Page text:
In “Shen Nu” there is no glamour to the profession. In fact “Sheng Nu” takes a very modern view on the subject, which may be part of the reason why it works so well today. Ruan Lingyu plays an unnamed prostitute (henceforth called “the woman”), who works as a prostitute to survive. She has no love for her job, but seems to have no other means to earn a living by. Of course it helps her that she is a beautiful woman, but there is something very asexual to her demeanor as she is working the streets. She looks withdrawn.

This changes completely when she is home. At her tiny apartment she has a little boy, hardly half a year old in the beginning of the film. When she is with him her face lightens up and she is transformed to a completely different woman. Clearly he is the solace in her life and the effect on the viewer is immediate. Who cannot love this woman? I cannot recall any other silent movie that manages to convey motherly love as beautiful and sincere as “Sheng Nu”. Ruan Lingyu is also by far the best actor of the film.

Then an early disaster strikes. During a police raid the woman hides out in what turns out to be the den of an unnamed gambler (Zhang Zhizhi). As payment for hiding her from the police he sets himself up as her pimp. Not that we really see him helping her in any way, but he is always there to take her money and invade her home with his goons. When she tries to escape he kidnaps her son to drive home his power over her and she gets the message. From then on she lives in bondage, effectually as his possession. The parallel to modern trafficking in women is striking. A modern take on the issue can be found in Lukas Moodysson’s “Lilja 4-ever”.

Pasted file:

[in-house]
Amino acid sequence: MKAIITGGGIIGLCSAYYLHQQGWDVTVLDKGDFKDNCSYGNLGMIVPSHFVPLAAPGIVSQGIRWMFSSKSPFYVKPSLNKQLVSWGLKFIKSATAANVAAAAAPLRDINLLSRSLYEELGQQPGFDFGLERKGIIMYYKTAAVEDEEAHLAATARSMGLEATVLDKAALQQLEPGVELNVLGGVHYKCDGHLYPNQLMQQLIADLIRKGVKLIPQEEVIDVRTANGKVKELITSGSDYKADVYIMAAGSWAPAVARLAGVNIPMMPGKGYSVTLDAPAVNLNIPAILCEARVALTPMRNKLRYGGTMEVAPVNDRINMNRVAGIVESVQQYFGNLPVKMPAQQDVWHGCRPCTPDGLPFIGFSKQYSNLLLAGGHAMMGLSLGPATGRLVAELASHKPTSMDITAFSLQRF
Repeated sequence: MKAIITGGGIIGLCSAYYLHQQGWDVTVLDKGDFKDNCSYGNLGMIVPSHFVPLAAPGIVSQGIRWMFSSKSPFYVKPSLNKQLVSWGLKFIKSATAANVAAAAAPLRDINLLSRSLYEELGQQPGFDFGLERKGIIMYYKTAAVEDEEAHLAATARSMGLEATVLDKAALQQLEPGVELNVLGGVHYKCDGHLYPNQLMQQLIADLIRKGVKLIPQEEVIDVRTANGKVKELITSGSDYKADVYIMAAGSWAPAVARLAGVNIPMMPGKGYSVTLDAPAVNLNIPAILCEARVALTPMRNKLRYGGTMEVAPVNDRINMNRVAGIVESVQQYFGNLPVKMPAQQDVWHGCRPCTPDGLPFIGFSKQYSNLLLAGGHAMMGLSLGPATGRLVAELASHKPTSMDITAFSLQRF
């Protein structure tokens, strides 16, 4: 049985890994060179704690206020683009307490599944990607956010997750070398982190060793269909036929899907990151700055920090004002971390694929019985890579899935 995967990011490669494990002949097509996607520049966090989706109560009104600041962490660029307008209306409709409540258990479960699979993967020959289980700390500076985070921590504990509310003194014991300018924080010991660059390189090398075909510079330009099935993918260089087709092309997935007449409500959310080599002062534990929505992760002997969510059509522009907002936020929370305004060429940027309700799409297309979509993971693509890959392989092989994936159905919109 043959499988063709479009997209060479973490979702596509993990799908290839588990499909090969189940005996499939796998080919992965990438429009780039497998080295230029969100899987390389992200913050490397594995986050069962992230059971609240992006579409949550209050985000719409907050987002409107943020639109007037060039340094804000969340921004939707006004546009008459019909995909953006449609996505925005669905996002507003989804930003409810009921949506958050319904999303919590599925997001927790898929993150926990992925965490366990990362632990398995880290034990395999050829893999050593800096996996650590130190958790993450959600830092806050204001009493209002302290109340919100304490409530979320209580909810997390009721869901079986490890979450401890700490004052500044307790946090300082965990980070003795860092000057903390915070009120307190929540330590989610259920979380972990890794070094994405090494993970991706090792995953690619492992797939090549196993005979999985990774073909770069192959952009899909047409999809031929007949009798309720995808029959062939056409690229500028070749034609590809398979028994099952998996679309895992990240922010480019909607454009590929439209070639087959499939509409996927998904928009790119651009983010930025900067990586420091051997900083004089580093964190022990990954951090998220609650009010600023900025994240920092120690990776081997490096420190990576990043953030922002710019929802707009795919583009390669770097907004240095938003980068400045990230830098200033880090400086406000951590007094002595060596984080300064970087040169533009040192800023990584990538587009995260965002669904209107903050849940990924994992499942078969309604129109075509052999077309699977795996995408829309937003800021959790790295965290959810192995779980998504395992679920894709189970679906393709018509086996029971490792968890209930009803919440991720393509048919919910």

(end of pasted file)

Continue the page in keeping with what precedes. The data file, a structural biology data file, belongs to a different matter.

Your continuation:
The story jumps 5 or 6 years and her son has become the cutest little boy. The woman, intent on raising him to become a good boy has been hiding money from her pimp and sends him to school. But it is soon common knowledge among children and parents that the boy’s mother’s occupation is not what you would call conventional. Parents and children alike act as the morally superior usually do and wants her and her son kicked out of the school. My personal guess is that they consider her the lowest creature and by allowing her and her son into the school they are staining the rest of them. It is always good to have a common enemy to shit on. Again this is not an outdated idea at all. Plenty of modern equivalents to that.